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Public Citizen Applauds House of Representatives for Passing Wall Street Reform, Urges Senate to Follow Suit

July 1, 2010

Public Citizen Applauds House of Representatives for Passing Wall Street Reform, Urges Senate to Follow Suit

Statement of David Arkush, Director of Public Citizen’s Congress Watch Division

The U.S. House of Representatives took a welcome step late Wednesday when it passed the conference report on the Dodd-Frank Wall Street Reform and Consumer Protection Act. The Senate is expected to take up the conference report soon, likely sending the legislation to President Barack Obama the week of July 12.

Enactment of this bill would be a significant, initial victory for Main Street over Wall Street – and one that Congress should expand on soon. It contains several important elements. The two most notable are substantially stronger consumer financial protections and curbs on some of the worst practices in the derivatives markets.

Consumer Protection. The bill consolidates and streamlines existing consumer financial protection by creating a Consumer Financial Protection Bureau (CFPB). This bureau will have the authority to crack down on unfair, deceptive and abusive practices in connection with consumer products such as payday loans, credit cards and mortgages by using new rules and enforcement powers. It also will have authority to ban particularly harmful practices such as forced arbitration. The CFPB is critical to preventing predatory mortgage lending and other abusive practices that formed the basis of the financial crisis.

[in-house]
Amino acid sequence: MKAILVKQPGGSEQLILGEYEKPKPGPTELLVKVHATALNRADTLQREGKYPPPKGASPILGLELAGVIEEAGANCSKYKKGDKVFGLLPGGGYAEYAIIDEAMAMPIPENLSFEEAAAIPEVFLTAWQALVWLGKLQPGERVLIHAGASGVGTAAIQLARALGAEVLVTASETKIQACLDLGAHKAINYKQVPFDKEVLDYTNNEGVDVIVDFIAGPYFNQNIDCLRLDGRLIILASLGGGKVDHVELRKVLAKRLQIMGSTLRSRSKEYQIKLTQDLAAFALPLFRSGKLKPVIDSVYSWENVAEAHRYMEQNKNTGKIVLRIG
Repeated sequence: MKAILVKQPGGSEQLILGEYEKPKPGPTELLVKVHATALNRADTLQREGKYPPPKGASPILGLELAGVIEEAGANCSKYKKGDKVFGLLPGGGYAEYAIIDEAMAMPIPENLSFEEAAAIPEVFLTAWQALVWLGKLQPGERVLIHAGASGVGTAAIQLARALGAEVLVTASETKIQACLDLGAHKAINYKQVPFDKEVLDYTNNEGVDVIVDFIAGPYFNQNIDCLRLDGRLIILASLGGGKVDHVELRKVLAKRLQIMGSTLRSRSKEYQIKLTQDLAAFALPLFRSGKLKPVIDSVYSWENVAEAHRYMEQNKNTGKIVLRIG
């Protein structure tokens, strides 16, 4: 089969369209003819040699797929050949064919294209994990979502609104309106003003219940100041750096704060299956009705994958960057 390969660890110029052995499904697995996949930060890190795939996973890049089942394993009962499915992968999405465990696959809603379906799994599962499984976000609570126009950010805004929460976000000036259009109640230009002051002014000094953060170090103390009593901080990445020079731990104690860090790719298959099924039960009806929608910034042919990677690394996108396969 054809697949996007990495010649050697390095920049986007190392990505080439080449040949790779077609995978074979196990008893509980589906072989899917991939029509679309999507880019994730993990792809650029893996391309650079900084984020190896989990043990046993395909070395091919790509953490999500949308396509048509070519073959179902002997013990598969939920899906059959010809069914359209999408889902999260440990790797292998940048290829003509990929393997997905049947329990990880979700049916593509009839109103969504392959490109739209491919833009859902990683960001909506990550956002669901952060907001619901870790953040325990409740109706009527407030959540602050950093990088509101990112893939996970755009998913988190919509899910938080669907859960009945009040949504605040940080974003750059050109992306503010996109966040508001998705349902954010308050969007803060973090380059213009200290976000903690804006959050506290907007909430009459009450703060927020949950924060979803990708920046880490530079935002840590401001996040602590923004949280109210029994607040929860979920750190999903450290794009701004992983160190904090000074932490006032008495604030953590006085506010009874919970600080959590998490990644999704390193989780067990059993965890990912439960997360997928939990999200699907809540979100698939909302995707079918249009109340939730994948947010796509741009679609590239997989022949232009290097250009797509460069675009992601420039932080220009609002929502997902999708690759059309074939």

Transparency, Oversight and Stability in the Over-the-Counter (OTC) Derivatives Market.  The bill also makes major progress on reining in reckless and unfair derivatives practices. It restricts the most egregious practices, such as federally insured banks engaging in risky proprietary trading and financial institutions making bets against their own clients. It requires the vast majority of previously unregulated OTC derivatives to be cleared and traded on regulated exchanges. Derivatives were a critical cause of the financial crisis; new clearing and exchange rules should go a long way toward stabilizing the system.

These are only two of many areas in which the bill makes substantial improvements for the American people. The bill establishes a strong base of financial reform that can and should be built upon in the near future.